The behavior of semiconductor stocks is heavily correlated with the broader buying behavior of semiconductor manufacturers. Like most commodities, understanding the purchasing decisions of market participants is vital to anticipating market moves and profiting from them.
In the case of the semiconductor industry, seasonal cycles reflect the production ramp and build of semiconductor chips for device makers.
In the past, the cycle was dominated by trends in the PC industry. Today, it's becoming more influenced by mobile devices like smartphones and tablets. In both cases, the new model and volume sales cycle continues to revolve around the important fourth quarter holiday shopping season.
The production ramp to meet year-end holiday driven consumer buying has a dramatic impact on the performance of the semiconductor industry and the stocks within it.
I've been studying seasonality and the markets for the past decade, and the importance of having the right product at the right time remains paramount in just about every industry. In semiconductors, this means chip makers are buying equipment early in the year and ramping fabs to meet orders from OEMs into year end, resulting in sales bottoming in summer and peaking in winter.
Consider the following chart from my team at the Seasonal Investor, which shows the average book-to-bill for the SEMI equipment by month over the past decade. Orders are strongest early in the year as fabs prepare capacity for higher production.
Now consider this next chart, which shows Intel (INTC) and Taiwan Semiconductor (TSM) revenue per quarter. Sales peak into year end and typically flatten in summer before re-exerting into the end of the year.
The underlying shares of semiconductor companies behave similarly.
According to data from the Seasonal Investor database, the semiconductor basket (XSD) produces its highest average monthly returns in the period December through April.
The trend can also be viewed in looking at rolling three month seasonal performance of the XSD.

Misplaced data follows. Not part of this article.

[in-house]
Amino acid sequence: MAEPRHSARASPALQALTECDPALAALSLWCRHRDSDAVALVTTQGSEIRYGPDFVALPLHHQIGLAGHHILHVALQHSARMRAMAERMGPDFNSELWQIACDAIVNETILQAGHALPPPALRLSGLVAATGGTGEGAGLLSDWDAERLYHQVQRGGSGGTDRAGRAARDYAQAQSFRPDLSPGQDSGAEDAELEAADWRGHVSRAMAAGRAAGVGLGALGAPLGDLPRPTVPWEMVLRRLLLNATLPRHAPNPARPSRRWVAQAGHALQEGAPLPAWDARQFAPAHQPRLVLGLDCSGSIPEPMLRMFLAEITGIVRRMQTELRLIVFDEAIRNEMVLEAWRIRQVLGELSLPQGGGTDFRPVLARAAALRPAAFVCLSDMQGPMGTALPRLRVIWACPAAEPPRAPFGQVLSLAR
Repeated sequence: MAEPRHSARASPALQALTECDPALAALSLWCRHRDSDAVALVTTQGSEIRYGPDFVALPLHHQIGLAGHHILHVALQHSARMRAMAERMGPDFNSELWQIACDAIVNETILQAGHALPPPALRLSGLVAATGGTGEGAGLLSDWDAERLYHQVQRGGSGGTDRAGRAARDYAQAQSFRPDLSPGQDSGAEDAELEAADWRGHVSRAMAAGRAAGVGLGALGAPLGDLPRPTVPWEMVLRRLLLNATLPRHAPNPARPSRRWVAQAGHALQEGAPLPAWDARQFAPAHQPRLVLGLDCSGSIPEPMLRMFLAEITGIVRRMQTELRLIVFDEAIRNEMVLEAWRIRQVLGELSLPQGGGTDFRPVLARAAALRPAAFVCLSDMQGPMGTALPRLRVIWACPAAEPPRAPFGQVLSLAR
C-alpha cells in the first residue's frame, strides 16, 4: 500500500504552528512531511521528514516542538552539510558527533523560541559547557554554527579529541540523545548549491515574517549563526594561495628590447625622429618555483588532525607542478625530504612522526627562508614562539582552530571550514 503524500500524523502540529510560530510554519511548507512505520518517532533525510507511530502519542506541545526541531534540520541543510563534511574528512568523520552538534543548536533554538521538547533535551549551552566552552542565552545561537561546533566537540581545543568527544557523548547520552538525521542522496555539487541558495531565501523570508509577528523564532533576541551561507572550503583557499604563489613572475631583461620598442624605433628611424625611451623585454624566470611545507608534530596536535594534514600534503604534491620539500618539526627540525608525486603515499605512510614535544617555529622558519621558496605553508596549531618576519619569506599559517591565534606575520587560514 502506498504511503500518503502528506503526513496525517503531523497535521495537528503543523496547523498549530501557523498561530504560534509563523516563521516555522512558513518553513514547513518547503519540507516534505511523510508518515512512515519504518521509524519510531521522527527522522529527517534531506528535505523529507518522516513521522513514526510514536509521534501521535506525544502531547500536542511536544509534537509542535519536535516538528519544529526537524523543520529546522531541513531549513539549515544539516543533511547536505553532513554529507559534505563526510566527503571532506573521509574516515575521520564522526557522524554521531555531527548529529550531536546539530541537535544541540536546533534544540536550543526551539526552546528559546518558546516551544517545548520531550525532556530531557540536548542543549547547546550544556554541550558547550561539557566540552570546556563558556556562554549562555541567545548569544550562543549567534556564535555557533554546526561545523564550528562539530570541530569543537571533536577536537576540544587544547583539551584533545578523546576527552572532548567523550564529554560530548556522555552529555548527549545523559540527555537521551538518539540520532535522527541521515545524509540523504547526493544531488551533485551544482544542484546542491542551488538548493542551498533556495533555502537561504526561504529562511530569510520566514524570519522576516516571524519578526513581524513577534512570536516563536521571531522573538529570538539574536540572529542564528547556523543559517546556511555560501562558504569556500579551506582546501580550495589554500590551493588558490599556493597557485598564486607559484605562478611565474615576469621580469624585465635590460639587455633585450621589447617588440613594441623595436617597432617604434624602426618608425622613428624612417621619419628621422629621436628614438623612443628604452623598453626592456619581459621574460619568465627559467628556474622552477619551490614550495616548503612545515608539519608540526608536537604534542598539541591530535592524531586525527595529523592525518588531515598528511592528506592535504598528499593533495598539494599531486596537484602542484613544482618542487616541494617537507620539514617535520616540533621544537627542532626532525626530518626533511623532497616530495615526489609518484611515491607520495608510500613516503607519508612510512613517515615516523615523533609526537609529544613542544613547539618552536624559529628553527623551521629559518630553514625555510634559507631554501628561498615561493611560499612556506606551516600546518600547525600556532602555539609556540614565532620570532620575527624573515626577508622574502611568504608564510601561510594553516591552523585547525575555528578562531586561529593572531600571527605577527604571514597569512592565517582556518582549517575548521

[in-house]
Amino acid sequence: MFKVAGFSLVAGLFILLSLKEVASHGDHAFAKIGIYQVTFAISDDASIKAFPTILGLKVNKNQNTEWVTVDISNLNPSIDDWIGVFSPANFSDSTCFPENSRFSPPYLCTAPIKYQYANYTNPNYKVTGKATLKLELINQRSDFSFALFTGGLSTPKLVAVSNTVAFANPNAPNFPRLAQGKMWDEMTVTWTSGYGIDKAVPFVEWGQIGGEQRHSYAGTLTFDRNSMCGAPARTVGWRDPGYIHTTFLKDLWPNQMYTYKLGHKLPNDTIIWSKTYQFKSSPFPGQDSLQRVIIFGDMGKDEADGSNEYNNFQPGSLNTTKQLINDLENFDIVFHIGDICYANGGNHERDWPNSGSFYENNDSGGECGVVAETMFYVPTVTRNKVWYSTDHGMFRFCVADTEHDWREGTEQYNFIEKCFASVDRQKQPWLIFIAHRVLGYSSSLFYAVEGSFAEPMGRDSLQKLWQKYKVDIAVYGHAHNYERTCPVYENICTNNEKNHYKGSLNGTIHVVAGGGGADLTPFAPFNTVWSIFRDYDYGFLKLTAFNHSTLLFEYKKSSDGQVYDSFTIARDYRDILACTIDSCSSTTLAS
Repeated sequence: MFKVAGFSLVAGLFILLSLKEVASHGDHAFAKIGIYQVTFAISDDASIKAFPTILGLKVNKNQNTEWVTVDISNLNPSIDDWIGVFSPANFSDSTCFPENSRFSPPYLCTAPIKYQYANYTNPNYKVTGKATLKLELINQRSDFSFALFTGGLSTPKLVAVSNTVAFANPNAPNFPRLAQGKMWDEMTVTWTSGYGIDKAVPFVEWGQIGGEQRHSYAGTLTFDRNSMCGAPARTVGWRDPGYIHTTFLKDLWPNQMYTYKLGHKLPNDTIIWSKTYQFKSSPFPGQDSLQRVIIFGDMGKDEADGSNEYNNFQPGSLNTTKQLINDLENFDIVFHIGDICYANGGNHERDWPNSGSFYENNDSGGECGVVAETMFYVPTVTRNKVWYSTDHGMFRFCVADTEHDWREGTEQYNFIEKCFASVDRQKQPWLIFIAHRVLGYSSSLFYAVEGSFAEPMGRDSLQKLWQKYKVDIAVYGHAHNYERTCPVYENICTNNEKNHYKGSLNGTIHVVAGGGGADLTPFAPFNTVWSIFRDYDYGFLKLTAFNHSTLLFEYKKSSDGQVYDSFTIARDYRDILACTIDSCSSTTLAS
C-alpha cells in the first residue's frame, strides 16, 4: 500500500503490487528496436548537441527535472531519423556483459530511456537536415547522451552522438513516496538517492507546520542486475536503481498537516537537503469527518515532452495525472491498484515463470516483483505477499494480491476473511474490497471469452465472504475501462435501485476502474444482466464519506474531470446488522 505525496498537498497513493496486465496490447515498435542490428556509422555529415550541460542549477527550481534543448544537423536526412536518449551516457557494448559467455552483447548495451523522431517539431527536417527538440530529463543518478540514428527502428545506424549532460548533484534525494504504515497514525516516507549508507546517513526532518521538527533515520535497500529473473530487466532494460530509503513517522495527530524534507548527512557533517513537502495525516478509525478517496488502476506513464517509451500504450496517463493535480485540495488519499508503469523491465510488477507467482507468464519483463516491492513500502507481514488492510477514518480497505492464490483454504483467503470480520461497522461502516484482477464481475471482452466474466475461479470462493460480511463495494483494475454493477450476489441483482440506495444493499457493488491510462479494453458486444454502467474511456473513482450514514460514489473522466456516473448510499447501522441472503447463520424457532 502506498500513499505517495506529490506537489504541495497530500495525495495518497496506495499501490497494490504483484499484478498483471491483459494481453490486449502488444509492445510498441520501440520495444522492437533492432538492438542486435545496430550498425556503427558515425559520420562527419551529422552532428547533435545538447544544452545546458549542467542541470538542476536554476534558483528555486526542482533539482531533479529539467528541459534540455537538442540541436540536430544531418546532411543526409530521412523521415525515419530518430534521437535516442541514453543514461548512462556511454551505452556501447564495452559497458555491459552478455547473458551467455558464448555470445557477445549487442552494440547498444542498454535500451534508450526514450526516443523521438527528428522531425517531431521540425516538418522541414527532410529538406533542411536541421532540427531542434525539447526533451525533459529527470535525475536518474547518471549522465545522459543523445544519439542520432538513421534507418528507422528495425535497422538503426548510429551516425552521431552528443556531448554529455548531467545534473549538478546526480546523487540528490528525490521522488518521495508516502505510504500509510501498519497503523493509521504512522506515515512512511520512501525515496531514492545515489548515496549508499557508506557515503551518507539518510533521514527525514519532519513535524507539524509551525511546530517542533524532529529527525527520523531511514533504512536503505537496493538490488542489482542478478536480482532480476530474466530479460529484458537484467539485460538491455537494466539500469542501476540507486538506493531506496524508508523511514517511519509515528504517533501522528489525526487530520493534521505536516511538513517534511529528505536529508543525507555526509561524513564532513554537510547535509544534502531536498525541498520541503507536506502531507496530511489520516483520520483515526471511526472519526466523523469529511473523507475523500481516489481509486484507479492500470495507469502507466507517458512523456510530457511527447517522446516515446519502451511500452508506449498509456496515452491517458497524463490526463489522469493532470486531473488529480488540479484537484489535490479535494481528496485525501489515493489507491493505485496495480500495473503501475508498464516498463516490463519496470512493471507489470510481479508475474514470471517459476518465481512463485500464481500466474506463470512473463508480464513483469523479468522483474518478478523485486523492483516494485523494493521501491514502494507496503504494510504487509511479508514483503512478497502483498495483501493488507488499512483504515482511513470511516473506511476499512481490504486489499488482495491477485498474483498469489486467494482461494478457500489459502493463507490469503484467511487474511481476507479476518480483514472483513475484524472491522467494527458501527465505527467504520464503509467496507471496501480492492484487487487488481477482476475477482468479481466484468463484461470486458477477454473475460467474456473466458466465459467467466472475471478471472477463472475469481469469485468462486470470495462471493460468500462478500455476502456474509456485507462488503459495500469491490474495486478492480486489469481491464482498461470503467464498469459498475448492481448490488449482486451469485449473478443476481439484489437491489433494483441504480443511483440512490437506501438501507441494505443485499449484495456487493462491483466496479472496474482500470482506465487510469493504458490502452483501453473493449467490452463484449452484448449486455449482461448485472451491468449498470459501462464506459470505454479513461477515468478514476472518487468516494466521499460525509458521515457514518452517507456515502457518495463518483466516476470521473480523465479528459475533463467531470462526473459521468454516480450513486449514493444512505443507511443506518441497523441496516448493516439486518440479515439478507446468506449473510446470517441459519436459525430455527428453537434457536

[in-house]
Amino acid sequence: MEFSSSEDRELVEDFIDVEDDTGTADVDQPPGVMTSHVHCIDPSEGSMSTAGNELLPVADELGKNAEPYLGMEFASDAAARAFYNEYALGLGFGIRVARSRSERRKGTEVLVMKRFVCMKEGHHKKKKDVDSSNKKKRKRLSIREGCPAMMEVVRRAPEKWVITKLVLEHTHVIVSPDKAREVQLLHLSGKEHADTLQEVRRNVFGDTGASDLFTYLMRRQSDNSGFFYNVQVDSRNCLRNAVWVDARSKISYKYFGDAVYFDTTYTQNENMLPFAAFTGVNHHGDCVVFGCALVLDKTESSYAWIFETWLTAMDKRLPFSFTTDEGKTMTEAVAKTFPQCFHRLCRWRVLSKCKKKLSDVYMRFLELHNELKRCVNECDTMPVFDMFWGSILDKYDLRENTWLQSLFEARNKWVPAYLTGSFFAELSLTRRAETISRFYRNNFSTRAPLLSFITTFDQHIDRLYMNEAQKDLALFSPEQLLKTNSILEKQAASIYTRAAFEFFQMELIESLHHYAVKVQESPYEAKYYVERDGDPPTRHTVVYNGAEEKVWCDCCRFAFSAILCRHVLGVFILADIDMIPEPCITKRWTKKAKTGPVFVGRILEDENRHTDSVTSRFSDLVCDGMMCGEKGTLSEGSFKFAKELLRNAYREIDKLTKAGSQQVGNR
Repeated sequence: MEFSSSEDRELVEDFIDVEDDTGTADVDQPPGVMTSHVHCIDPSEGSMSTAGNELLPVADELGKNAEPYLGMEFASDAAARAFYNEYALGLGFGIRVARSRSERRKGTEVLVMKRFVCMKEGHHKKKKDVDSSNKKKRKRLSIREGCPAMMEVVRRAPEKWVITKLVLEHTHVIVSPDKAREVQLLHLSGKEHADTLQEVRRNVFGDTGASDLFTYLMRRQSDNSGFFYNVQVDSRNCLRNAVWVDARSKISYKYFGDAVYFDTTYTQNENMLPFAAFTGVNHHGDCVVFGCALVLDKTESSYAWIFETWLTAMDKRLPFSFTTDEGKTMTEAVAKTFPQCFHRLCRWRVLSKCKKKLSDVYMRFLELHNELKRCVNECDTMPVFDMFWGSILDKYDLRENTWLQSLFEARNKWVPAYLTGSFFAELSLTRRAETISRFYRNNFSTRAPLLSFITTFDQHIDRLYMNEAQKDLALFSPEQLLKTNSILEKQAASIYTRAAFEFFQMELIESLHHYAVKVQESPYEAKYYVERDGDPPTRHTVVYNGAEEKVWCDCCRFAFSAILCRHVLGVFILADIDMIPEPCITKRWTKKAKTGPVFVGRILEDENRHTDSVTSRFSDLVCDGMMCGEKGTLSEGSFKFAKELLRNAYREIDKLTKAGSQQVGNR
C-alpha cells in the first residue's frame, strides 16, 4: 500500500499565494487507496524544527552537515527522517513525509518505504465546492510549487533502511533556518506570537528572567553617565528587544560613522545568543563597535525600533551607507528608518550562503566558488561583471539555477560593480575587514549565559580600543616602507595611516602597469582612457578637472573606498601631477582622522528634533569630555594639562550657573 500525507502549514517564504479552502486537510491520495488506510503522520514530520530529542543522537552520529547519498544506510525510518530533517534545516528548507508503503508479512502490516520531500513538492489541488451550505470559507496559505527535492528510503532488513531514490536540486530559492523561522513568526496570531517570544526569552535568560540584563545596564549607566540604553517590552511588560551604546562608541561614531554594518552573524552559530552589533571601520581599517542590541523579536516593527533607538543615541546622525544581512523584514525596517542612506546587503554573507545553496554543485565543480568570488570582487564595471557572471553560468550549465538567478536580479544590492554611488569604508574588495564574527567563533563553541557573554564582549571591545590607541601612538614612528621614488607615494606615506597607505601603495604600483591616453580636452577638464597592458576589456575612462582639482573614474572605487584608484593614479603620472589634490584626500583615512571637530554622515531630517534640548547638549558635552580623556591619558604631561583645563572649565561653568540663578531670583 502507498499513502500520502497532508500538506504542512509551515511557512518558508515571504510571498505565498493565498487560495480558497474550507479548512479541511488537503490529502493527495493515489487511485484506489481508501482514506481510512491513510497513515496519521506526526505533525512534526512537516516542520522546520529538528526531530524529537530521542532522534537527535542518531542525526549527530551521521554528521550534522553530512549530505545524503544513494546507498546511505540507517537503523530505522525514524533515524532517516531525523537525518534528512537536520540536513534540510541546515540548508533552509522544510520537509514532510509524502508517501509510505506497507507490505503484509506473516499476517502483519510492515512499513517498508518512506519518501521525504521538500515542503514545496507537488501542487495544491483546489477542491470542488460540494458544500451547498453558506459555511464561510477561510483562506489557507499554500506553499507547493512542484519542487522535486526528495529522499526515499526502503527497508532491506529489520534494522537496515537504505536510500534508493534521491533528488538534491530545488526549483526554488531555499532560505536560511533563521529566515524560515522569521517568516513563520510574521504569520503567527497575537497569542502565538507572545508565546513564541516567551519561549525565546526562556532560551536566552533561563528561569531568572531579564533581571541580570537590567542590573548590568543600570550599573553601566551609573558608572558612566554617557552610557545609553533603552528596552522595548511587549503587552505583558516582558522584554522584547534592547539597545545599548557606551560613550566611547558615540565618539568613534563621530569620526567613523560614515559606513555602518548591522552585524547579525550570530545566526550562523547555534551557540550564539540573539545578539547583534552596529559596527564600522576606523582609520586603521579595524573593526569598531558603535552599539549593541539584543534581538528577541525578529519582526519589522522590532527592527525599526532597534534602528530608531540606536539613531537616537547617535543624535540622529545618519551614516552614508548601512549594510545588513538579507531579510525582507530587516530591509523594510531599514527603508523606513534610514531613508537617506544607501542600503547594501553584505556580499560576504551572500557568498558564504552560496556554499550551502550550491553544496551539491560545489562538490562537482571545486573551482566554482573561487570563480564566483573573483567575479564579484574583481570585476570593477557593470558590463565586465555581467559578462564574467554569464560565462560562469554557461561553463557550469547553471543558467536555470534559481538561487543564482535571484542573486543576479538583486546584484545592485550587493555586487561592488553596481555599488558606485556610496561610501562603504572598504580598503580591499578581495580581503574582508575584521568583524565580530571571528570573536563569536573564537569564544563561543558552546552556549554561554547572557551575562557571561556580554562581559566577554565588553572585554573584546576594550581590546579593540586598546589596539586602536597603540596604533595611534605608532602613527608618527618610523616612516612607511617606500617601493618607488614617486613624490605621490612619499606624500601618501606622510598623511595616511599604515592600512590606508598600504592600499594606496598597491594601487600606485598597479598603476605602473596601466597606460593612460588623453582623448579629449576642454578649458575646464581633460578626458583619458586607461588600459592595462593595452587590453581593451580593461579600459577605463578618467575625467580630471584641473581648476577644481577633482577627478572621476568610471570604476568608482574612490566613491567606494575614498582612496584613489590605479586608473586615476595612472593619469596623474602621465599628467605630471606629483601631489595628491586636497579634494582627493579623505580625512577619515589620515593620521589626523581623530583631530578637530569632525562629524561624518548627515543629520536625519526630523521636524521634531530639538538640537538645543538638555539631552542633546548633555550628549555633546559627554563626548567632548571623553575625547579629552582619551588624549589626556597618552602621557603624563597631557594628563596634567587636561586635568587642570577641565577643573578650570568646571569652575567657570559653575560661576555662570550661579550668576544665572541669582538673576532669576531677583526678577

This first table shows the 3-month returns for the period beginning September and ending November. The XSD has gained in 3 of the 7 years since its inception.
This second table shows the returns for Q4. The XSD has finished higher in 5 of the past 7 years. While returns in the September to November period were down an average and median -3.8% and 0.49%m, respectively, they were up in Q4 by an average and median 0.12% and 4.12%, respectively. The standard deviation and correlation to the market is also less for the fourth quarter.
As you might imagine, since investors tend to move from one area to the next depending on sales, earnings, technicals or any other common form of analysis, they tend to avoid semiconductor stocks when orders are down exiting summer and embrace them when orders rebound in winter.
Of course, this raises another important question: which semiconductors should you be watching this fall? While the seasonal strength produces a larger number, I've broken out a group of widely traded and held semiconductors that are worth adding to your watch list.
The strongest of the group is ASML Holdings (ASML). I discussed how the move to smaller nanometer die sizes were positively impacts the stock here. Over the past decade, shares have finished the quarter higher 9 times, producing an impressive 18% median return for the period.
Other seasonally strong candidates include Applied Materials (AMAT), K L A Tencor (KLAC) and International Rectifier (IRF). Those three have finished higher in 8 of the past 10 years. It's probably not shocking - given the SEMI book-to-bill data I presented earlier in this article - to see 3 of the 4 stocks posting gains in at least 8 of the past 10 years are equipment stocks.
Given capital spending next year is likely to continue to benefit from the industry wide shift toward 14 nanometer chips, it would seem there's a nice catalyst justifying seasonality again this year. As a result, you may find it profit friendly not to ignore semiconductors through fall.
Source: Seasonal Investor Database